Thousands of documents from the Fiscal Control Board available to the public

The CPI launched the “El Buscador de la Junta” platform as a response to the lack of transparency of the organization imposed by the United States Government and Congress. As part of the presentation, the forum “The Board's Archives Revealed” was held on Thursday.

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Forum “The Board's Archives Uncovered” to present “El Buscador de la Junta” platform, a unique tool that consolidates the largest number of public documents available on the Fiscal Control Board established in Puerto Rico, at the Law School of the Inter-American University of Puerto Rico. Photo by Brandon Cruz González | Centro de Periodismo Investigativo.

San Juan, PR – Several lawsuits and a compelling audit work by the Centro de Periodismo Investigativo (CPI) of the Fiscal Control Board imposed upon Puerto Rico by the federal Government became a new online platform with a vast archive of thousands of documents and communications that are now accessible with a useful search tool.

The CPI presented “El Buscador de la Junta” to provide everyone interested in the Fiscal Control Board’s actions in Puerto Rico with access to more than 50,000 documents and more than 100,000 pages that offer an overview of its work and its relationship with the government.

El Buscador de la Junta” is created as a response of the CPI to the decision from the U.S. Supreme Court a year ago, which closed the door to the press and citizens to access public information from the Board.

“The launch of this online platform is one of the responses to the Board’s lack of transparency,” said Carla Minet, executive director of the CPI, when unveiling the new digital tool.

After almost six years of litigation at the federal level, the CPI’s lawsuit against the Board was dismissed without evaluating whether the entity created by the U.S. Congress has the immunity it claims to have from CPI requests for access to its information.

“If they thought they were going to cut our momentum to oversee the Board, they were wrong,” said the director of the CPI during the presentation and forum held at the Inter American University of Puerto Rico’s Law School. El Buscador is the product of a year of work to make documents with the tract of the Board’s actions in Puerto Rico easily available, to the extent possible, to the entire press, researchers, people who work with public policy, historians, and anyone.

Julio Fontanet, Dean of the Inter’s Law School, an entity that supports the CPI in all its litigation through its Access to Information Clinic, said during the forum “if there’s something that must have outraged us Puerto Ricans, it is the existence of the Board,” and these documents will serve to continue overseeing that body.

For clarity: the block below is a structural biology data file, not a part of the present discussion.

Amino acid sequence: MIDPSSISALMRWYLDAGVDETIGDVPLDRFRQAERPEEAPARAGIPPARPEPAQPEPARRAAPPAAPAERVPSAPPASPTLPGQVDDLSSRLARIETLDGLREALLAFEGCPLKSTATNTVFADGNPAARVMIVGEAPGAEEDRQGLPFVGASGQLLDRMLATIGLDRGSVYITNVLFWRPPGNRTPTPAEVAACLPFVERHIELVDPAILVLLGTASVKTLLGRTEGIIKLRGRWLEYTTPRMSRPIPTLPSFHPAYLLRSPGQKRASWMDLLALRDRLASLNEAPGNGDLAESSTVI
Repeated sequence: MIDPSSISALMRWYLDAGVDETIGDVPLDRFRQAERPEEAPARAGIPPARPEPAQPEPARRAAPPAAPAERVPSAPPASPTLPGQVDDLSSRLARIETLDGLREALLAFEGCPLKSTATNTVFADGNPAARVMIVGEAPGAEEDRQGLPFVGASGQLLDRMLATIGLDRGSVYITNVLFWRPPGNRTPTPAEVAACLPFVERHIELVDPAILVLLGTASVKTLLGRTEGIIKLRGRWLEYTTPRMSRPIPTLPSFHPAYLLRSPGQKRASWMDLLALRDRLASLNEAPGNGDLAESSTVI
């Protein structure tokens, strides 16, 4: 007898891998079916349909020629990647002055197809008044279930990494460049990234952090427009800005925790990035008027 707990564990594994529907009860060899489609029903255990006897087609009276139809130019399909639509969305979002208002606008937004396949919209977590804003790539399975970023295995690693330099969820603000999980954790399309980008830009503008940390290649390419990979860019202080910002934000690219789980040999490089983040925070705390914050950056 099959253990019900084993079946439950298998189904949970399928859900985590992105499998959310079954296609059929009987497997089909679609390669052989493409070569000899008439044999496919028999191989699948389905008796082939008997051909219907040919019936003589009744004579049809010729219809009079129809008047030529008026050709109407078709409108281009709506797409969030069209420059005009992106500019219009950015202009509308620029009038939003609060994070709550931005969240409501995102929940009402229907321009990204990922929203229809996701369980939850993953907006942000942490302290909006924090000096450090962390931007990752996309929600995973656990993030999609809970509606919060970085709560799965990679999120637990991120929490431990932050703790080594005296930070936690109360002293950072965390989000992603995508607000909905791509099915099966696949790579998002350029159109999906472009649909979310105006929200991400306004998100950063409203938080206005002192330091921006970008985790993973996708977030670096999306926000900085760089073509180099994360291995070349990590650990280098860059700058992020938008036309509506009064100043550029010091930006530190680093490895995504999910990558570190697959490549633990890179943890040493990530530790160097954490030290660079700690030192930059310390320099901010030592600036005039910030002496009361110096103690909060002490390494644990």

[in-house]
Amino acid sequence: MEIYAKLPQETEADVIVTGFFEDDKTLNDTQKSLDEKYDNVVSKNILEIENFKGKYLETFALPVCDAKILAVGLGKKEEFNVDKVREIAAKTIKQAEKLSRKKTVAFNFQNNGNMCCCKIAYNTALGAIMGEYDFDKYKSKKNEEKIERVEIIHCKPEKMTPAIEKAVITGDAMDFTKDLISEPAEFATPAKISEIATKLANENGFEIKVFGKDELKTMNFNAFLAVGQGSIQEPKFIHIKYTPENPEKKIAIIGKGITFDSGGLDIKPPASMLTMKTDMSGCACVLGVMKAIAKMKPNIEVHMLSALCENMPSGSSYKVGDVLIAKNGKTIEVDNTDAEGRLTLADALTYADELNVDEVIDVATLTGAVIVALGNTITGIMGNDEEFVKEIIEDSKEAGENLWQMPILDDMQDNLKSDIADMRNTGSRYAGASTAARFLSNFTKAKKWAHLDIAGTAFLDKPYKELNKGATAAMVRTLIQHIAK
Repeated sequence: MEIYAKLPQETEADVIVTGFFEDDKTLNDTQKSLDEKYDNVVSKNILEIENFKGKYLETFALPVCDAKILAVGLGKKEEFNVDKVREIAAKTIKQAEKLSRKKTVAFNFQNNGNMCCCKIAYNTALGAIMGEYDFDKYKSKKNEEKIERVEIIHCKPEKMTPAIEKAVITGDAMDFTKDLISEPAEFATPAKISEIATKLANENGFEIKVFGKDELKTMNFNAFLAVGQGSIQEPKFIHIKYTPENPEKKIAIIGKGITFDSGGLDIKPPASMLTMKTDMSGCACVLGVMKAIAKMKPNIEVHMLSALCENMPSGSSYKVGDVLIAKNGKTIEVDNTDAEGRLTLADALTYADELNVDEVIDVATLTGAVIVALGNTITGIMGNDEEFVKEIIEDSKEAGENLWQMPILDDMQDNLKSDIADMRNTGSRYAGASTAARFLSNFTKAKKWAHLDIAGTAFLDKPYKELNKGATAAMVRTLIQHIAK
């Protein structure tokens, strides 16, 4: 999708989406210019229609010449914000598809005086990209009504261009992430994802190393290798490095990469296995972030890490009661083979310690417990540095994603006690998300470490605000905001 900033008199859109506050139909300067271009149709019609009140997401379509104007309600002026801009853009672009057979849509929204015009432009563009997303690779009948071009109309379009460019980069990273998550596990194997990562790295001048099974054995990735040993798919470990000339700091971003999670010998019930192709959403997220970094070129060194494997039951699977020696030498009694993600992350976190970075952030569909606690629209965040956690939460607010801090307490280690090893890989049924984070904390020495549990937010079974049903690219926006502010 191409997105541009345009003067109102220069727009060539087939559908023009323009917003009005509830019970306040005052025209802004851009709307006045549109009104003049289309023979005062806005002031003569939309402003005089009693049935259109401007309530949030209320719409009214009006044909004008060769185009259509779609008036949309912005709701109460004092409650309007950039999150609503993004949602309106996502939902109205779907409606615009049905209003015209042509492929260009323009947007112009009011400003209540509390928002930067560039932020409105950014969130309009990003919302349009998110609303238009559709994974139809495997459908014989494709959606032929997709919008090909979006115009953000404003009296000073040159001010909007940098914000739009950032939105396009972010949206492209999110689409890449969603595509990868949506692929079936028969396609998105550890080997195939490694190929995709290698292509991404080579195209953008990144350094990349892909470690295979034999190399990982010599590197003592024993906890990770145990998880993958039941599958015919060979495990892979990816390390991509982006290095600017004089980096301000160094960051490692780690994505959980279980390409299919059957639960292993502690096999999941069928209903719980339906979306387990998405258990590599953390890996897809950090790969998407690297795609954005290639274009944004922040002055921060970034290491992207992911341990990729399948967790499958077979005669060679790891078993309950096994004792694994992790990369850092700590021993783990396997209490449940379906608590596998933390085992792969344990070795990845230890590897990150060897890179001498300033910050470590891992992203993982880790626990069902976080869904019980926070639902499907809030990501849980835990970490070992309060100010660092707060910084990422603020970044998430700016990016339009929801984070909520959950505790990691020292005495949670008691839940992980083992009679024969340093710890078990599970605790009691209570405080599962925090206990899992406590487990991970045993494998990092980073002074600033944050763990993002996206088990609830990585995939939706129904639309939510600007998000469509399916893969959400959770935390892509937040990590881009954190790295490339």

El Buscador is a unique archive that brings together documents, mostly in English, obtained through CPI litigation and several websites. The platform includes all documents on the Board’s website through March 5, 2024. Unlike the Board’s website, El Buscador allows searches by date, by keyword of the document’s title and content, said Carlos Francisco Ramos Hernández, attorney for the CPI Transparency Program.

Another of the files included in El Buscador is the CPI’s case against the Board with all the documents it received as part of the litigation, including emails and documents exchanged with government agencies. There is also a file of the case filed by the CPI, Latino Justice, and the Center for Constitutional Rights against the U.S. Department of the Treasury under the Freedom of Information Act about the Board members’ appointments in 2016, including communications related to the recruitment of the organization’s initial members and the discussion of ethical conflicts and financial interests.

The file with the largest volume of documents, with 29,455, is the bankruptcy case under Title III  of he PROMESA Act, presided over by Judge Laura Taylor Swain, from May 2017 to March 5, 2024, including the restructuring plans, reports, and motions presented by the litigating parties. The CPI search engine is more functional than the federal court docket because it allows searching by keyword without having to download the document first.

The organization MuckRock awarded CPI the Gateway Grant to partially fund the creation of this archive and search engine. The files were collected and stored in a cloud on the DocumentCloud platform created by MuckRock. The CPI worked for a year on its classification and organization manually and using artificial intelligence tools, said CPI Transparency Program officer, Lía Sofía Tavárez.

The Board’s Tenure Analyzed